The videos are the second batch of scientific test films to be published on the LLNL YouTube channel this year. The team plans to publish the remaining videos of tests conducted by LLNL as they are scanned and approved for public release.

    LLNL nuclear weapon physicist Gregg Spriggs is leading a team of film experts, code developers and interns on a mission to hunt down, scan and reanalyze what they estimate to be 10,000 films of the 210 atmospheric tests conducted by the U.S. between 1945 and 1962.

    With many of the films suffering from physical decay, their goal is to preserve this priceless record before it’s lost forever, and to provide more accurate scientific data to colleagues who are responsible for certifying the stockpile every year.

    “We’ve received a lot of demand for these videos and the public has a right to see this footage,” said Spriggs. “Not only are we preserving history, but we’re getting much more consistent answers with our calculations.

  • Los Alamos High School dance students invite the public to a special Winter Dance Show Dec. 18.

    The show performance will showcase dance talents of many students who actively participate in the LAHS Dance Club.

    They will create their own dance pieces in a variety of dance styles, such as Hip Hop, ballroom, Latin, swing and Bollywood.
    Students from the local dance studios are also frequent guest-performers in the show, as well as LAHS dance program alumni.

    The free show starts promptly at 7 p.m. and is expected to end at 8:15 p.m. Doors open at 6:30 p.m.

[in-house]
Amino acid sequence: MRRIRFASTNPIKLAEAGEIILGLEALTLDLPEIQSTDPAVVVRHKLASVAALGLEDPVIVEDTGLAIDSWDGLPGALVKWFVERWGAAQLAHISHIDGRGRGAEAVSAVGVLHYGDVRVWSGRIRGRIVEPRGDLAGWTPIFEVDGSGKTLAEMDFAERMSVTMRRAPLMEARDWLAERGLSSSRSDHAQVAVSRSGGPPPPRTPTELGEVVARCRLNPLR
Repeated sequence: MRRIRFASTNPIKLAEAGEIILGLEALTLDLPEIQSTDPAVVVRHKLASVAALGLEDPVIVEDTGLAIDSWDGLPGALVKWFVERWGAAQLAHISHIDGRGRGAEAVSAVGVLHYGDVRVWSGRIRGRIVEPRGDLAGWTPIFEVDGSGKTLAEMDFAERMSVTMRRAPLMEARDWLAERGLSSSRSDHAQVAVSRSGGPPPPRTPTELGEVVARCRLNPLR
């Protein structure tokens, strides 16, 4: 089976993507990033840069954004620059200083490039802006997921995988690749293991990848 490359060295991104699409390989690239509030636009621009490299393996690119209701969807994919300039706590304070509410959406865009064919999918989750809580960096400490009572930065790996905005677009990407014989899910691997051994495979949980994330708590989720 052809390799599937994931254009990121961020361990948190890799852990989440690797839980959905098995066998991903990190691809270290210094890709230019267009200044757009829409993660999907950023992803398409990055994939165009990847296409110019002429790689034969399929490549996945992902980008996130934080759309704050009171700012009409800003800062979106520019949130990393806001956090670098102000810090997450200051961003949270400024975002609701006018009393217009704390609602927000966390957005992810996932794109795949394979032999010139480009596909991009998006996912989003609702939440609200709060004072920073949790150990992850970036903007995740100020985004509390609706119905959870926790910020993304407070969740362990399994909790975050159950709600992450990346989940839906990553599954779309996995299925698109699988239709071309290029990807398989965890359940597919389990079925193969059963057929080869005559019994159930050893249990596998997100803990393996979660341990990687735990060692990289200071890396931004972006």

The Smith Auditorium is still undergoing construction, so the performance will be held in the auxiliary gym.

  • The New Mexico History Museum and the Santa Fe Opera will each feature presentations exploring New Mexico’s Atomic Histories in 2018 and 2019.

    The History Museum’s Atomic Histories exhibition opens June 3, 2018 and will run through May 2019.

    The exhibition will highlight American artist Meridel Rubenstein’s artwork including two photo/video/glass/steel installations from the traveling exhibition Critical Mass (1993-97) and Oppenheimer’s Chair (1995) commissioned by the first SITE Santa Fe Biennial to commemorate the 50th anniversary of the first atomic test.

    “To enhance understanding of the legacy of the Manhattan Project, the New Mexico History Museum is developing an interpretive exploration of our state’s atomic history,” said Andrew Wulf, executive director of the New Mexico History Museum.   

    “Through our extensive collaboration with the Los Alamos History Museum, the Atomic Heritage Foundation, the Santa Fe Opera, Los Alamos’ Bradbury Science Museum and the National Museum of Nuclear Science and History,  the New Mexico History Museum will exhibit a wide variety of resources to tell our state’s nuclear story,” said Melanie LaBorwit, Museum Educator.

  • Serena Birnbaum from Los Alamos has earned the Girl Scout Gold Award, the highest and most prestigious achievement in Girl Scouting.

    The Gold Award, which challenges Girl Scouts to make a difference in their communities, is presented to fewer than 6 percent of Girl Scouts each year.

    The award is recognized by colleges and employers.  

    Birnbaum’s project “Choir Risers” addressed the need to support the arts program at Los Alamos High School. 

    The current risers were decades old and rickety. Birnbaum said she “hopes future students benefit from a rehearsal space that is well equipped and conducive to an active learning environment.” 

    “I learned a lot from this project including how important it is to support what you enjoy in life,” she said. “I learned about leadership and what it means to be in charge of a large scale project. This knowledge contributed to my growth as a person and leader because it gave me valuable experience and knowledge that I will use throughout my life.”

    Other Los Alamos awardees include Kaya Loy, Emily McLaughlin, Jaida Connolly, Isabel Meana, Seanna Shedd and Katelyn Tapia. All Bronze awardees, the highest award a junior level team can achieve.